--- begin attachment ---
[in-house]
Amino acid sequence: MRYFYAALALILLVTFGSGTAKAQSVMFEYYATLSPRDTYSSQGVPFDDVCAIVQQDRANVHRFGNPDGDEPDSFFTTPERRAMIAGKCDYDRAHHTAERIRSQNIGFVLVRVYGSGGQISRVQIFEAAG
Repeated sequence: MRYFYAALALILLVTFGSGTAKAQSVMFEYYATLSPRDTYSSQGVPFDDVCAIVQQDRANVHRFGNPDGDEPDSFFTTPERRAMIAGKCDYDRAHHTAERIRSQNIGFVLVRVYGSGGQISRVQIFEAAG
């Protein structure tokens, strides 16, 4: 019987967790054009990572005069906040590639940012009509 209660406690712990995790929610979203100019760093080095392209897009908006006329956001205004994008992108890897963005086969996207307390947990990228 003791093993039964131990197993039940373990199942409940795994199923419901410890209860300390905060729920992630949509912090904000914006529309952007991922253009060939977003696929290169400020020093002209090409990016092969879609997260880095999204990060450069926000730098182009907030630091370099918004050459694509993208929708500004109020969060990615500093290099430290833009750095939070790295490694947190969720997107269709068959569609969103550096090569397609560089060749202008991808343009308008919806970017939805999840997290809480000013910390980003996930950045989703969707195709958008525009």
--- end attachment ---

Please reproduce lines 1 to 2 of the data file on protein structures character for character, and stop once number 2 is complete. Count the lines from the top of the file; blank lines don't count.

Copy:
[in-house]
Amino acid sequence: MRYFYAALALILLVTFGSGTAKAQSVMFEYYATLSPRDTYSSQGVPFDDVCAIVQQDRANVHRFGNPDGDEPDSFFTTPERRAMIAGKCDYDRAHHTAERIRSQNIGFVLVRVYGSGGQISRVQIFEAAG